- The best has been saved for last: The number one problem students have with introductory programming classes is that they get psyched out by how "hard" it appears to be to write programs. Truth: It IS really hard to write readable, quality programs that work. However, just as it would be rather foolish to build a four-story building in an afternoon without any plans, it is just as silly to develop a non-trivial program under the same circumstances. One of the fundamental laws of programming is NEVER SOLVE BIG PROBLEMS. Whether you are fixing a leaky roof, or developing a massive database, no intelligent professional will try to do the whole thing at one sitting, and without advance planning. The smart ones will break the problems down into easily conquerable smaller components . . . and the others will flounder. There is no in between
The steps of the process are pretty straightforward. Steps one and two are conducted by writing English-language or pseudocode steps as comments in the main function area, as well as other areas where appropriate. When step two is completed, the developer should be able to "run" the program in her head or on paper, and it should correctly solve the problem.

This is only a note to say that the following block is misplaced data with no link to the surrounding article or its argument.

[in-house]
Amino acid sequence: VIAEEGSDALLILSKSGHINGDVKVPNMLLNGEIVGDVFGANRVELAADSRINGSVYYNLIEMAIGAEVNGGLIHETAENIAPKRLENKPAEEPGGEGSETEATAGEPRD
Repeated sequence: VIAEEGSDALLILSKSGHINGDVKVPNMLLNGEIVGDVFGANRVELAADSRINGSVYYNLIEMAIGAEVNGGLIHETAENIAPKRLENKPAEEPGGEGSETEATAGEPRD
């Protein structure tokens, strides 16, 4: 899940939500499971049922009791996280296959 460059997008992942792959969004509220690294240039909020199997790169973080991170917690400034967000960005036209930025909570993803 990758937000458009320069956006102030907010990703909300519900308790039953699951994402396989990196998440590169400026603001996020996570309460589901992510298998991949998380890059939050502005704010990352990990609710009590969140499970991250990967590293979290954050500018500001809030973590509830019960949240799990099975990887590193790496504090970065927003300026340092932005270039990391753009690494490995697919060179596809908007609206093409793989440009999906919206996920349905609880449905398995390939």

There will always be subroutines, known as functions in the C++ programming language, in every program you write for this course. These are the tools that support your programming process by taking care of unique parts of the program. If you will be developing functions, they must be specified (i.e., their specifications are written) and located (i.e., the location where the functions are called is specified) in step three; if you are not developing functions, you will still need to show the location of the functions you will be using.
Once you have identified and specified the functions as needed, function prototypes and stub functions are developed and placed in the program if you are developing any of them. If you are not creating functions to be used in the program, you will not have to deal with prototypes and stubs.
In step four, the main function is implemented (i.e., the program code is written for the main function).
If you are not conducting any function development, step four is the final step. The program will run without further development, and you can assume that your steps five and six will be identical to your step four.
If you are developing any of your own functions, step five is used to design the functions that were previously specified. Step five is considered a recursive process because the developer actually reuses steps 1, 2, and 3 to design these functions in the same way he developed the main program. When step four is complete, the solution to each function should be clearly stated in pseudocode, and any functions needed by the supporting functions are specified and designed. If new functions are developed for the supporting functions, they too are designed and developed using steps 1, 2, and 3.